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I have a binary segmentation problem with highly imbalanced data such that there are almost 60 class zero samples for every class one sample. To address this issue, I coded a simple weighted binary cross entropy loss function in Keras with Tensorflow as the backend.

def weighted_bce(y_true, y_pred):
  weights = (y_true * 59.) + 1.
  bce = K.binary_crossentropy(y_true, y_pred)
  weighted_bce = K.mean(bce * weights)
  return weighted_bce

I wanted to ask if this implementation is correct because I am new to Keras/Tensorflow and the optimizer is having a hard time optimizing this. The loss goes from something like 1.5 to 0.4 and doesn't go down further. Normal binary cross entropy performs better if I train it for a long time to the point of over-fitting. Before anyone asks, I cannot use class_weight because I am training a fully convolutional network.

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  • $\begingroup$ As mentioned in the Tensorflow documentation for imbalanced class classification some optimizers might fail to converge when weighting the Binary Cross Entropy loss, since they are highly sensitive to the scale of the gradient: $\endgroup$
    – Danfoa
    Mar 15 '20 at 22:57
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    $\begingroup$ "Note: Using class_weights changes the range of the loss. This may affect the stability of the training depending on the optimizer. Optimizers whose step size is dependent on the magnitude of the gradient, like optimizers.SGD, may fail. The optimizer used here, optimizers.Adam, is unaffected by the scaling change. Also note that because of the weighting, the total losses are not comparable between the two models. $\endgroup$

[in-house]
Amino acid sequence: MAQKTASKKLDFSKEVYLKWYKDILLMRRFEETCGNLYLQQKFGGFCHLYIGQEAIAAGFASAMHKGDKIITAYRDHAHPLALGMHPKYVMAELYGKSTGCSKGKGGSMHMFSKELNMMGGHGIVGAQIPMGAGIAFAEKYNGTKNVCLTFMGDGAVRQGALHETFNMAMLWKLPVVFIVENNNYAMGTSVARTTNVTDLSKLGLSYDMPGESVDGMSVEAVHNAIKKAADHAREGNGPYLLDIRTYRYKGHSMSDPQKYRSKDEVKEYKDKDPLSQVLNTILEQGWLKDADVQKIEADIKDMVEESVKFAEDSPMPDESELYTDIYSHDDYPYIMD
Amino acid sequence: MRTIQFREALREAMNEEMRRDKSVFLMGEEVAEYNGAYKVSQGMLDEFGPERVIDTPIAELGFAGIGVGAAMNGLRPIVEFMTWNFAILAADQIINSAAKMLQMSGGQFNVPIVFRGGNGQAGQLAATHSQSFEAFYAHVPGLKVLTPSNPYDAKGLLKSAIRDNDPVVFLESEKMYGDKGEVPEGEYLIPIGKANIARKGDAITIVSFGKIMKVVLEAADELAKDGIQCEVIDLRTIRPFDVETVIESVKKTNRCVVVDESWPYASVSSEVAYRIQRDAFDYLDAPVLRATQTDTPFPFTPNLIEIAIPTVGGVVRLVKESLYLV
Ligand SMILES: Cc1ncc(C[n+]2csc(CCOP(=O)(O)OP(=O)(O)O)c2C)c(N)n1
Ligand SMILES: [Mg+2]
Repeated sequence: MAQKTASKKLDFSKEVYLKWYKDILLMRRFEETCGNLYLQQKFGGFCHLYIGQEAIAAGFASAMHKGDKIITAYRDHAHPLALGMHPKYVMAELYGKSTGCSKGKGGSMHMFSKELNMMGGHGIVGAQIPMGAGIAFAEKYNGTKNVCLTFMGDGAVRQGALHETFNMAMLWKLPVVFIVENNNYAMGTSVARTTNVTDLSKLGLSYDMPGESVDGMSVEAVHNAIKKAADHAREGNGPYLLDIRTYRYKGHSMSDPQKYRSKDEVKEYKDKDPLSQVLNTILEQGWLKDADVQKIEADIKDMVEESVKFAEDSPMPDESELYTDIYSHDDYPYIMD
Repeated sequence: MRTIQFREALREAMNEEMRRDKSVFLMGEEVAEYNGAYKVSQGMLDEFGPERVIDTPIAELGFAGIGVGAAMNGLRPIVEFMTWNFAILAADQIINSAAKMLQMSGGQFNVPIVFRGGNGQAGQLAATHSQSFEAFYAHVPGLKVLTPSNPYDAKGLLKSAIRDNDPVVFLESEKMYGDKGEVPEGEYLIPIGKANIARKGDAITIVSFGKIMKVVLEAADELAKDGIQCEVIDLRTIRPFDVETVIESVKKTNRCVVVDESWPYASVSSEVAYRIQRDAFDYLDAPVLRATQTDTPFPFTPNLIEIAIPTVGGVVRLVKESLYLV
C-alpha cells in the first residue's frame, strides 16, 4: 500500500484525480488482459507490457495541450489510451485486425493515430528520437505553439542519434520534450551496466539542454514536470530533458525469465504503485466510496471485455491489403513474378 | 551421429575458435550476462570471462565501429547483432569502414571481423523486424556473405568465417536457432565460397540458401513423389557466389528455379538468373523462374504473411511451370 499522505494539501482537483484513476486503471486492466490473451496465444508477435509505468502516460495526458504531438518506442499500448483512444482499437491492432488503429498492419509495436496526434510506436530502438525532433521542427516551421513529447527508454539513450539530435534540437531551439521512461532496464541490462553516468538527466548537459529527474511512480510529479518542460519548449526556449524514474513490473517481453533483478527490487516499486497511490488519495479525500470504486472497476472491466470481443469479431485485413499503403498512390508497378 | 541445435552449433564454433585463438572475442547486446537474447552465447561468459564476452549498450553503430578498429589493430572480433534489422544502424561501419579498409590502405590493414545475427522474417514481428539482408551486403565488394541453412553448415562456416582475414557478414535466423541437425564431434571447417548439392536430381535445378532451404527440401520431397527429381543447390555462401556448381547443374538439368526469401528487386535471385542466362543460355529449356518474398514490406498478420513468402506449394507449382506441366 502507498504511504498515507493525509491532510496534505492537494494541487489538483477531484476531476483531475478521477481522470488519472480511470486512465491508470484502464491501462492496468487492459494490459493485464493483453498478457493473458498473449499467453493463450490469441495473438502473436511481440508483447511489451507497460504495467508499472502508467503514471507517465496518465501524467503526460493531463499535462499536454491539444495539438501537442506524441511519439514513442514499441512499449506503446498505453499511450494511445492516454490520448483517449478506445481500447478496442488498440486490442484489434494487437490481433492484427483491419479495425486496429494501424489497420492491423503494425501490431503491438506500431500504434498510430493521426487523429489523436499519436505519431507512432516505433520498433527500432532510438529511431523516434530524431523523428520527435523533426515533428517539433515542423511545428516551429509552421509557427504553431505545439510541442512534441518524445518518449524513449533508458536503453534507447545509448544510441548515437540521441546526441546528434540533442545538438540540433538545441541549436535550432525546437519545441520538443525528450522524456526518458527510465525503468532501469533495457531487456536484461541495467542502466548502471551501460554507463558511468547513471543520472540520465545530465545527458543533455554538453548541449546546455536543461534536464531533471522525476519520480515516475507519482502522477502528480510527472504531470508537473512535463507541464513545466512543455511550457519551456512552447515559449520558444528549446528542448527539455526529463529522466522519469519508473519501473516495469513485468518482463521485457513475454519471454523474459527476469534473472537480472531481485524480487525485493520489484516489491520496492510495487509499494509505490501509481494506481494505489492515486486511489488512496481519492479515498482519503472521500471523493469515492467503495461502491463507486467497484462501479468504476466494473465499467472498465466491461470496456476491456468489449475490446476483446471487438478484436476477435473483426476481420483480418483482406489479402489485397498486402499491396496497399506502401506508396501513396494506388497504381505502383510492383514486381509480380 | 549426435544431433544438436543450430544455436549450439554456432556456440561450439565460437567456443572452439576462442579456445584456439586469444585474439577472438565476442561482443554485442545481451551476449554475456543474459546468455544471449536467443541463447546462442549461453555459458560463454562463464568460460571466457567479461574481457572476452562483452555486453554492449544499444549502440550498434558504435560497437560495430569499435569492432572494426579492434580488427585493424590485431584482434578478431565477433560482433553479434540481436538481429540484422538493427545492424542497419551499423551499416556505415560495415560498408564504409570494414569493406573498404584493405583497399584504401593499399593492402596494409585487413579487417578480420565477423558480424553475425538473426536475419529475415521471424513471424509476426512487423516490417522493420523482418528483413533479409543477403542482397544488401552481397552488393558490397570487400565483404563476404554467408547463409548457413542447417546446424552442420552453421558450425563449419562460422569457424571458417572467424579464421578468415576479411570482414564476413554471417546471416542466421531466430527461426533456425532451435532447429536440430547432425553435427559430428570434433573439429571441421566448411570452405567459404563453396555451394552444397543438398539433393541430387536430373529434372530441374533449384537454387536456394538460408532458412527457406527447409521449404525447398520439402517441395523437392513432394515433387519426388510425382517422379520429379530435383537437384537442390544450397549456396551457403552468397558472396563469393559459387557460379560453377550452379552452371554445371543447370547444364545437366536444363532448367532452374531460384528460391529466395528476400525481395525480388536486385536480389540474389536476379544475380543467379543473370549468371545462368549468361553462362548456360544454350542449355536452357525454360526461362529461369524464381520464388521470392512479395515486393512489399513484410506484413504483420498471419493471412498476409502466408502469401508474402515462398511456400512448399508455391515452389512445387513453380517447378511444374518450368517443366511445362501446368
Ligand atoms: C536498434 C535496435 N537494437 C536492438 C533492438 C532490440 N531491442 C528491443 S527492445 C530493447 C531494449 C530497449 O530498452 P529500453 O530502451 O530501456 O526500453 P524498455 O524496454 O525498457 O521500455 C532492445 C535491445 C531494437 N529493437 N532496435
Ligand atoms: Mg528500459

– Danfoa
    Mar 15 '20 at 22:57
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The code is correct. The reason, why normal binary cross entropy performs better, is that it doesn't penalize for mistakes on the smaller class so drastically as in weighted case. To be sure, that this approach is suitable for you, it's reasonable to evaluate f1 metrics both for the smaller and the larger classes on the validation data. It might show that performance on the smaller class becomes better. And training time can increase, because the model is forced to discriminate objects of different classes and to learn important patterns to do that.

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accuracy is no longer a good enough metric for unbalanced data.

Simple example: for anomaly detection you usually find yourself with much more "normal" cases than anomalies. Let's say you have 98% of the time good cases and 2% of the time "anomalies", you would just need to predict all of the cases as "normal" and you would have a 98% accuracy (pretty good right?)

Now imagine that your model is to prevent credit card fraud do you think that 2% error is good enough? Not really, you would lose a lot of clients. In this case you need to use alternative metrics:

  • recall
  • F1 score

to evaluate your model performance. I would advise you to compare model performance (with your traditional and modified losses) on the alternative metrics and you will see an improvement.

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    $\begingroup$ The author hasn't said anything about accuracy, and according to the question just loss was considered. If I understand correctly, the question is why loss didn't decrease, but not why accuracy steal behave in a certain way. If the author considered just accuracy to evaluate the model, the question wouldn't probably appear at all. However, I absolutely agree with your explanation of f1 benefit in such case :) $\endgroup$
    – Lana
    Sep 6 '19 at 5:52
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Here is my implementation, I hope it can help you. This is for image segmentation problem (binary classification). The ground truth image size is (512,512,1):

def weighted_BCE_loss(y_true, y_pred, positive_weight=5):
    # y_true: (None,None,None,None)     y_pred: (None,512,512,1)
    y_pred = K.clip(y_pred, min_value=1e-12, max_value=1 - 1e-12)
    weights = K.ones_like(y_pred)  # (None,512,512,1)
    weights = tf.where(y_pred < 0.5, positive_weight * weights, weights)
    # weights[y_pred<0.5]=positive_weight
    out = keras.losses.binary_crossentropy(y_true, y_pred)  # (None,512,512)
    out = K.expand_dims(out, axis=-1) * weights  # (None,512,512,1)* (None,512,512,1)
    return K.mean(out)```
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